NFL owners rejected two Ravens proposals to change overtime rules on Wednesday. However, owners approved a recommendation by the competition committee and Ravens to expand communication between the replay booth and officials, a change that the Ravens and many teams have supported.
A joint proposal by the Eagles and Ravens to change the league's overtime format did not receive enough support. A separate overtime proposal by the Ravens to replace sudden death overtime with a 7 ½ minute overtime was also voted down. Any proposed rule change must receive at least 75 percent of the owners' vote to pass.
The joint overtime proposal, often referred to as the "spot and choose" proposal, would have eliminated the overtime kickoff. Instead, the winner of the overtime coin toss would have chosen where to spot the ball to start overtime. The loser of the coin toss would have chosen whether to take possession at the designated spot or defer to play defense. Overtime would last 10 minutes, and the first team to score would win.
NFL competition committee chairman Rich McKay said he was intrigued by the overtime proposal, although it was not approved.
"That was an out-of-the-box idea," McKay said in a conference call with reporters. "I thought Baltimore did a really nice job in explaining it. I think ideas like that take a long time to marinate and understand. It didn't have a lot of support, but I've been around rules before that didn't have a lot of support over the years and all of a sudden passed. I think it's good they brought it up."
Head Coach John Harbaugh said in March that he wasn't counting on the proposed overtime rule changes gaining instant approval.
"It still may be before its time – I don't know, we'll find out," Harbaugh said. "We like to be kind of progressive in our thinking here. It's not always the case; sometimes the league is a little more protective.
"We think the main thing is the 'spot and choose' aspect of it is to make it fair. Any luck involved would be the bounce of the ball, not the flip of the coin. I think that's something the fans would appreciate. Once you decide who has the ball, I think every fan can understand who's going to be the winner and what it's going to be based on."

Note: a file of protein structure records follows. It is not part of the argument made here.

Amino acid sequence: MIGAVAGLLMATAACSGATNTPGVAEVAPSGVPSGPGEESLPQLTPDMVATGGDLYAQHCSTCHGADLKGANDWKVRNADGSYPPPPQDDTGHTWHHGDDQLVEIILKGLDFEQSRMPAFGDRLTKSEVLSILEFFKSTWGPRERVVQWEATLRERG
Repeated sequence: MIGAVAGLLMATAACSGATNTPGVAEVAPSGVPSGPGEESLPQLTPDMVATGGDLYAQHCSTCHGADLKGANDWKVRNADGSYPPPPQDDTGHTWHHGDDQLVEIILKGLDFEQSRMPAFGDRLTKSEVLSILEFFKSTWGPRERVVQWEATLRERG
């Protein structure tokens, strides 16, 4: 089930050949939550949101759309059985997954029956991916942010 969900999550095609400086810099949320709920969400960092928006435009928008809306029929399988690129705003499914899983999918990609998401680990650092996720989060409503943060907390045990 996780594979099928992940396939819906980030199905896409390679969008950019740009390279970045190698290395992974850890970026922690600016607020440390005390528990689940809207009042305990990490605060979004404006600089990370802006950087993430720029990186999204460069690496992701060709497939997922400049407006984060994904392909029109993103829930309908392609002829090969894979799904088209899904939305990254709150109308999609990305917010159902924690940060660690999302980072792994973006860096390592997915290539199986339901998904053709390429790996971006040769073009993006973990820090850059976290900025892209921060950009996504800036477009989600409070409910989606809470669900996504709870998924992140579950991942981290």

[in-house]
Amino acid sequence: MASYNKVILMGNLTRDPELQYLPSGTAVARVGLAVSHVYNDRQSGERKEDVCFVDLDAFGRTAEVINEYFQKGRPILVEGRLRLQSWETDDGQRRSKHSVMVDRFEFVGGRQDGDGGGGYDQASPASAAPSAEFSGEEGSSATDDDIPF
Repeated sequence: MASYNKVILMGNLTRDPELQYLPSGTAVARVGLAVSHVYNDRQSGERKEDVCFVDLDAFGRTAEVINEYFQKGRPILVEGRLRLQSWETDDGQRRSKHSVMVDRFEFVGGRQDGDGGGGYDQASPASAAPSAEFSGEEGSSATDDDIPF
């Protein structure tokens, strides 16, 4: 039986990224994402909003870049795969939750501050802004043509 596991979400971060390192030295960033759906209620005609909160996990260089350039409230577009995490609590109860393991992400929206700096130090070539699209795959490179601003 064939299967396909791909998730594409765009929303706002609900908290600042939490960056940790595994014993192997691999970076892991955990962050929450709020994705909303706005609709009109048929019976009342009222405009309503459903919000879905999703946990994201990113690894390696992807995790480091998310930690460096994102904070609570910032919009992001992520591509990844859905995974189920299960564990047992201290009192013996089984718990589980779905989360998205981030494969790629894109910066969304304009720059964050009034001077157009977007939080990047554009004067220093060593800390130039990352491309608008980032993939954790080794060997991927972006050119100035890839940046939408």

Last week, the Ravens reportedly withdrew their proposal for a "sky judge," an eighth official in the press box who would have power to overrule on-field calls using television angles and replays that are not available to officials on the field.
However, NFL Executive Vice President of Football Operations Troy Vincent said he consulted with Harbaugh and Kansas City Chiefs Head Coach Andy Reid when determining how the league should help officials from the replay booth. The vote to expand communication between the replay booth and officials was a compromise without adding a sky judge. Vincent believes it should help officials make accurate calls on a variety of on-the-field rulings, including interceptions, receptions, fumbles, boundary plays, spotting the ball, and down by contact.
"I think this is the proper step in the right direction," Vincent said. "I spent a lot of time with Coach Reid, Coach Harbaugh in developing. Our officials, referees just felt like they wanted to maintain control of the game. Games should be called on the field with support of the replay official in the stadium, as well as New York, when appropriate. I do believe personally this is a step in the right direction."
In other rule changes:
- A proposal was passed to relax restrictions on jersey numbers. Expect many players around the league to change numbers.
- Overtime during preseason has been eliminated.
- The NFL regular-season schedule will be released May 12.